Virgin Orbit, a satellite launch company, is performing a thrust chamber assembly test on the E-1 test stand at the Stennis Space Center. The company partnered with Stennis to conduct a series of recently completed hot fire tests totaling 974,391 seconds.
Credit: NASA / SSC
When Virgin Orbit, a California-based satellite launch company, sought to broaden its horizons, it was natural for the company to think of NASA’s largest rocket engine test site – the Stennis Space Center near Bay St. Louis, Mississippi.
With a well-established and positive reputation, a specialized infrastructure equipped to test high-powered rocket engines, and 55 years of experience in propulsion testing, the Stennis Space Center has offered a unique set of benefits, including benches test drives that can simulate an entire rocket engine, allowing their partners to test single components rather than shipping an entire engine to site.
In November 2020, thanks to a Space Act agreement that allows NASA to partner with organizations, Virgin Orbit entered into a partnership with Stennis to reimburse the center for all testing costs. As a result, they were given the opportunity to use Stennis’ experience and expertise, which allowed them to avoid building their own test facilities while gaining valuable hands-on experience.
The Virgin Orbit test campaign had team members focused on the 75,000-pound thrust chamber (TCA) assembly, which consists of an injector, combustion chamber, and nozzle. The TCA is not a complete engine. Instead, this is where the propellants are mixed, burned, and depleted. The goal is to test different configurations of propellant injectors to determine which configuration will maximize performance and efficiency. Most of the main engine can be simulated with the test stand itself.
“With the excellent support of the NASA SSC team, Virgin Orbit has successfully completed the test campaign and collected invaluable data on key injector parameters and their effect on engine performance,” said Vishal Doshi, senior propulsion design engineer at Virgin Orbit.
These tests took place on test stand E-1, cell 1, set up for the retest in early 2021. The round of hot shots began on March 30 and lasted until the last day of testing, the July 20.
“Commercial projects are happening at a rapid pace, helping us learn new things and giving us the opportunity to help commercialize space,” said Paul Rydeen, NASA project manager at Stennis.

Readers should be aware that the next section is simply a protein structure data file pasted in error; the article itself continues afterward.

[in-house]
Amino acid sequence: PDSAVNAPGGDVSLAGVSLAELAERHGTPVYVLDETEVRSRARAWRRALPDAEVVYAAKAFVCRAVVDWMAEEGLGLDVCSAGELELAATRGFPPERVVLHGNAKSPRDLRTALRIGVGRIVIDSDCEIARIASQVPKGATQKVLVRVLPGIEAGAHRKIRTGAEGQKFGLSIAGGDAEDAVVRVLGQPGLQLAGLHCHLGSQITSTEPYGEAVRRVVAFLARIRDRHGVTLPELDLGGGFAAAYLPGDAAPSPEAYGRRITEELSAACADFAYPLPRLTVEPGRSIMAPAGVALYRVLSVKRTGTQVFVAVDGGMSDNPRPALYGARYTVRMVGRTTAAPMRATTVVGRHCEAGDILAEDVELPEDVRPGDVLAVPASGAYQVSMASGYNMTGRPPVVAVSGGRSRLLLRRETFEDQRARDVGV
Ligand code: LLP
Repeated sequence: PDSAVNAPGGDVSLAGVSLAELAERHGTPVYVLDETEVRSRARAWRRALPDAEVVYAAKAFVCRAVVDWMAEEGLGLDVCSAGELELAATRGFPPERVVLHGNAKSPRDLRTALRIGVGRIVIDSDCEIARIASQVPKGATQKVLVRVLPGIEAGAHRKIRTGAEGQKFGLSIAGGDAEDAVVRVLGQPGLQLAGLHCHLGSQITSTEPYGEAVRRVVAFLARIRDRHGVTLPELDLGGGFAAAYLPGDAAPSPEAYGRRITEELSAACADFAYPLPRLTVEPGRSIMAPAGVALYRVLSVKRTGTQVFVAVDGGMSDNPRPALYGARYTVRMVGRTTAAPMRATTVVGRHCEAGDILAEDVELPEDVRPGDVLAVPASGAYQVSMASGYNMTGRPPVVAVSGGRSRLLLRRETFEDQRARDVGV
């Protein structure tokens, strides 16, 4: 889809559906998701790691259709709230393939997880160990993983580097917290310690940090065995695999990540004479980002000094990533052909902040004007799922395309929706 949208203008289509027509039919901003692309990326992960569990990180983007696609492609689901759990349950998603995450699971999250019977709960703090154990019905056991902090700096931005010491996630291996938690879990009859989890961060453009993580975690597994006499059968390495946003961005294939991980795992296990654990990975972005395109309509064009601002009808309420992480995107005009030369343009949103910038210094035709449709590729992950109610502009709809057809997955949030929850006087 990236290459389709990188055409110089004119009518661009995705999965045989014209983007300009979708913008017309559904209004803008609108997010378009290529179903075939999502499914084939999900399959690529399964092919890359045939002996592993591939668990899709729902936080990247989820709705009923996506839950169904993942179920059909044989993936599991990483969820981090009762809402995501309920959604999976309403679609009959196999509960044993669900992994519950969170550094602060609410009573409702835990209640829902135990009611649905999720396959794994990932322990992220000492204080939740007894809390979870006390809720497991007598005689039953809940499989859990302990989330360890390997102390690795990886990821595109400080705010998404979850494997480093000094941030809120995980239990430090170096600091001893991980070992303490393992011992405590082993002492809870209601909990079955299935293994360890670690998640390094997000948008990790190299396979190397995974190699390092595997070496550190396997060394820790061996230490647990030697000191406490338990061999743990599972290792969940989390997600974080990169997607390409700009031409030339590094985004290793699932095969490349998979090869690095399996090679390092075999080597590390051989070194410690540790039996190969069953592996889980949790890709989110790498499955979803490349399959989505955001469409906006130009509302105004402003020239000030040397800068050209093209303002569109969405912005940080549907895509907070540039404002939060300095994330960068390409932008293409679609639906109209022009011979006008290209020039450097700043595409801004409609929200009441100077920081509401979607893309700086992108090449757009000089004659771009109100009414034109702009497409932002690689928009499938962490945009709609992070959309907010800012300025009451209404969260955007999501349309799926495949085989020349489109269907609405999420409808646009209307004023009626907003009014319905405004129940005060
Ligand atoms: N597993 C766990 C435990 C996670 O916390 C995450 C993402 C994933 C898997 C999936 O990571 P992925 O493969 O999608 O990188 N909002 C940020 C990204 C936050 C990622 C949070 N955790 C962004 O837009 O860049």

Originally there were 30 scheduled tests involving 10 different injector configurations with a minimum of three tests each. However, the project was later extended to 14 injector configurations and many other tests.
When the Virgin Orbit team got to grips with the testing process, they were able to set a pace that led them to success, allowing them to perform up to four tests per day. Each of these tests would typically last a total of 12.1 seconds. With 87 hot fire tests performed during the test period, the combined test time totaled 974,391 seconds.
“Virgin Orbit has worked with the Stennis test team since late 2020 on a variety of complex engine-related activities,” said Tom Alexiou, Virgin Orbit’s advanced launcher program manager. “Their support for us has been exemplary in all facets of the program. We continue to have an excellent working relationship and look forward to our latest N3.2 engine development test program which will take us through 2022. “
Testing at Stennis directly contributed to the design changes appearing on the Newton 3 engine – a first stage engine that uses Rocket Propellent-1 and liquid oxygen as the propellants. A typical run time for this step is three minutes with a top speed of 8,000 miles per hour. Virgin Orbit uses Newton 3 to propel the LauncherOne rocket, a two-stage orbital air vehicle transported into the upper atmosphere and released over the Pacific Ocean. This rocket holds the title of the first orbital-class liquid-powered rocket to reach space.